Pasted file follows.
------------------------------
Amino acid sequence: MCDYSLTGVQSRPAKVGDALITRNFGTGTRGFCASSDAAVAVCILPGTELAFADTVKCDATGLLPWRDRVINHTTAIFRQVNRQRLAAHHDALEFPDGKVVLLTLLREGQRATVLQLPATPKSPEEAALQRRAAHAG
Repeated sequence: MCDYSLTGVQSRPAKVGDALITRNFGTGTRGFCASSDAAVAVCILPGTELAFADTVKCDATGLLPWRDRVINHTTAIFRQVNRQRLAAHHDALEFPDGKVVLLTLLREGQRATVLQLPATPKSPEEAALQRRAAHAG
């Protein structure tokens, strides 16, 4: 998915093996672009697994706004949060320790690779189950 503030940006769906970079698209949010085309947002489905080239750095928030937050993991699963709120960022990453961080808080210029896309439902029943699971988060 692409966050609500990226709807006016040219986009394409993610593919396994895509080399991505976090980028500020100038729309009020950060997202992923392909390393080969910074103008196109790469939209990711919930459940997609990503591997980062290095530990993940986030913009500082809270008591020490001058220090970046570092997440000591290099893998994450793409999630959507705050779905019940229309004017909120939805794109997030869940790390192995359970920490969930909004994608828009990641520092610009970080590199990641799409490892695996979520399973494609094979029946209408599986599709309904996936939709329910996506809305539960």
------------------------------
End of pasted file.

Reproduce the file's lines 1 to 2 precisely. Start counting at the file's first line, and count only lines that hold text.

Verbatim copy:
Amino acid sequence: MCDYSLTGVQSRPAKVGDALITRNFGTGTRGFCASSDAAVAVCILPGTELAFADTVKCDATGLLPWRDRVINHTTAIFRQVNRQRLAAHHDALEFPDGKVVLLTLLREGQRATVLQLPATPKSPEEAALQRRAAHAG
Repeated sequence: MCDYSLTGVQSRPAKVGDALITRNFGTGTRGFCASSDAAVAVCILPGTELAFADTVKCDATGLLPWRDRVINHTTAIFRQVNRQRLAAHHDALEFPDGKVVLLTLLREGQRATVLQLPATPKSPEEAALQRRAAHAG